The author's youthfulness helps to assure the inevitable comparison with the Anne Frank diary although over and above the sphere of suffering shared, and in this case extended to the death march itself, there is no spiritual or emotional legacy here to offset any reader reluctance.

Pub Date: Jan. 16, 2006

ISBN: 0374500010

Page Count: 120

Publisher: Hill & Wang

Review Posted Online: Oct. 7, 2011

Kirkus Reviews Issue: Jan. 15, 2006

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A lucid, astute text that unpacks the myths of Russian history to help explain present-day motivations and actions.

THE STORY OF RUSSIA

An expert on Russia delivers a crucially relevant study of a country that has been continuously “subjected to the vicissitudes of ruling ideologies.”

Wolfson History Prize winner Figes, one of the world’s leading authorities on Russian history and culture, shows how, over centuries, Russian autocrats have manipulated intertwined layers of mythology and history to suit their political and imperial purposes. Regarding current affairs, the author argues convincingly that to understand Putin’s aggressive behavior toward Ukraine and other neighboring nations, it is essential to grasp how Russia has come to see itself within the global order, especially in Asia and Europe. Figes emphasizes the intensive push and pull between concepts of East and West since the dubious founding of Kievan Rus, “the first Russian state,” circa 980. Russia’s geography meant it had few natural boundaries and was vulnerable to invasion—e.g., by the Mongols—and its mere size often required strong, central military control. It was in Moscow’s interests to increase its territorial boundaries and keep its neighbors weak, a strategy still seen today. Figes explores the growth of the “patrimonial autocracy” and examines how much of the mechanics of the country’s autocracy, bureaucracy, military structure, oligarchy, and corruption were inherited from three centuries of Mongol rule. From Peter the Great to Catherine the Great to Alexander II (the reformer who freed the serfs) and through the Bolsheviks to Stalin: In most cases, everything belonged to the state, and there were few societal institutions to check that power. “This imbalance—between a dominating state and a weak society—has shaped the course of Russian history,” writes the author in a meaningful, definitive statement. Today, Putin repudiates any hint of Westernizing influences (Peter the Great) while elevating the Eastern (Kievan Rus, the Orthodox Church). In that, he is reminiscent of Stalin, who recognized the need for patriotic fervor and national myths and symbols to unite and ensure the oppression of the masses.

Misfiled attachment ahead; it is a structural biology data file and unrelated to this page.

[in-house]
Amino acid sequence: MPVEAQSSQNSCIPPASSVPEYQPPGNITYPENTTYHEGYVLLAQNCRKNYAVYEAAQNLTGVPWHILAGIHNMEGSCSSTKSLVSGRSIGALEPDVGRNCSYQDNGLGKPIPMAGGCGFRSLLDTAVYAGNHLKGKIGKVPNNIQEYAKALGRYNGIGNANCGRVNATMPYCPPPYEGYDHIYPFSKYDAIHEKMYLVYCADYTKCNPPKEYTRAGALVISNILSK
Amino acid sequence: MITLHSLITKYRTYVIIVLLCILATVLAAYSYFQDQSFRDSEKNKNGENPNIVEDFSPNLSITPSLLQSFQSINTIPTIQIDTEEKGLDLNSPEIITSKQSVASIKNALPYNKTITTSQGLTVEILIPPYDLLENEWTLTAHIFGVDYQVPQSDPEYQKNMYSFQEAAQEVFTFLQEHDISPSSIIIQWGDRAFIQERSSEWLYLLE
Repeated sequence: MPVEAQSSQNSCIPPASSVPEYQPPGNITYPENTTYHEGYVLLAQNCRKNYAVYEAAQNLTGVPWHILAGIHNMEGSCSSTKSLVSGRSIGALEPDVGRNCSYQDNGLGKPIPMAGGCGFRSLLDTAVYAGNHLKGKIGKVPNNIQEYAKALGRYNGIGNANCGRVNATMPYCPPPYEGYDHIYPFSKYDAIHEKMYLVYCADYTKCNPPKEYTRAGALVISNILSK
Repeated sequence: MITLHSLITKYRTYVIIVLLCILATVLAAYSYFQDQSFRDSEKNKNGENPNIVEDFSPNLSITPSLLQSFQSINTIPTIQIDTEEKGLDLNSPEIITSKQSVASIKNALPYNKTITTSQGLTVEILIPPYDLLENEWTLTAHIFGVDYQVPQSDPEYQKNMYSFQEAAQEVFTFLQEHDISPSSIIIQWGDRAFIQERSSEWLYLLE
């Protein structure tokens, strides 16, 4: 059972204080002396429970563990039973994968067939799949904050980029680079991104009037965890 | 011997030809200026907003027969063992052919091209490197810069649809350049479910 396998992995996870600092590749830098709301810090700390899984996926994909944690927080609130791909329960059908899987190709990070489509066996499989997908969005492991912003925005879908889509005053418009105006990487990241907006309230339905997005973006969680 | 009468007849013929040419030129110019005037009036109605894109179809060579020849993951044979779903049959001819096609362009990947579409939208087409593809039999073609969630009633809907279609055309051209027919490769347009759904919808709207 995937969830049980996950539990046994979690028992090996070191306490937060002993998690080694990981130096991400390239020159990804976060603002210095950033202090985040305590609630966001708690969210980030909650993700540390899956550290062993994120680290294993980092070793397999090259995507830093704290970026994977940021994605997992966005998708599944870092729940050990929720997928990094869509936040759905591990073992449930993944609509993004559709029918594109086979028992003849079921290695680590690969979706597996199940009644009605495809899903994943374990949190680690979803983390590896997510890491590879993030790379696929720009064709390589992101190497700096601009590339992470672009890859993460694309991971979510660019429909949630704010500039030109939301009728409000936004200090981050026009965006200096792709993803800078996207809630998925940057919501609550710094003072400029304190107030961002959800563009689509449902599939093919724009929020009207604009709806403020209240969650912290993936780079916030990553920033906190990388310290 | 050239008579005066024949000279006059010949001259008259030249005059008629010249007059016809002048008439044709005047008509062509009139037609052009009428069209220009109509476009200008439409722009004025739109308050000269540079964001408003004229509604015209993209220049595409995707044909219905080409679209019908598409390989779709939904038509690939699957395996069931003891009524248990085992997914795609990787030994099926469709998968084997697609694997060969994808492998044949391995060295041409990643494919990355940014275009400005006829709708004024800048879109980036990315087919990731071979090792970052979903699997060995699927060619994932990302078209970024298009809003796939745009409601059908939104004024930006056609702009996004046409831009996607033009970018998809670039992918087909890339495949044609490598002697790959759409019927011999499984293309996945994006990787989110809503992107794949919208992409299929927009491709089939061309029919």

A lucid, astute text that unpacks the myths of Russian history to help explain present-day motivations and actions.

Pub Date: Sept. 20, 2022

ISBN: 978-1-2507-9689-9

Page Count: 352

Publisher: Metropolitan/Henry Holt

Review Posted Online: June 8, 2022

Kirkus Reviews Issue: July 1, 2022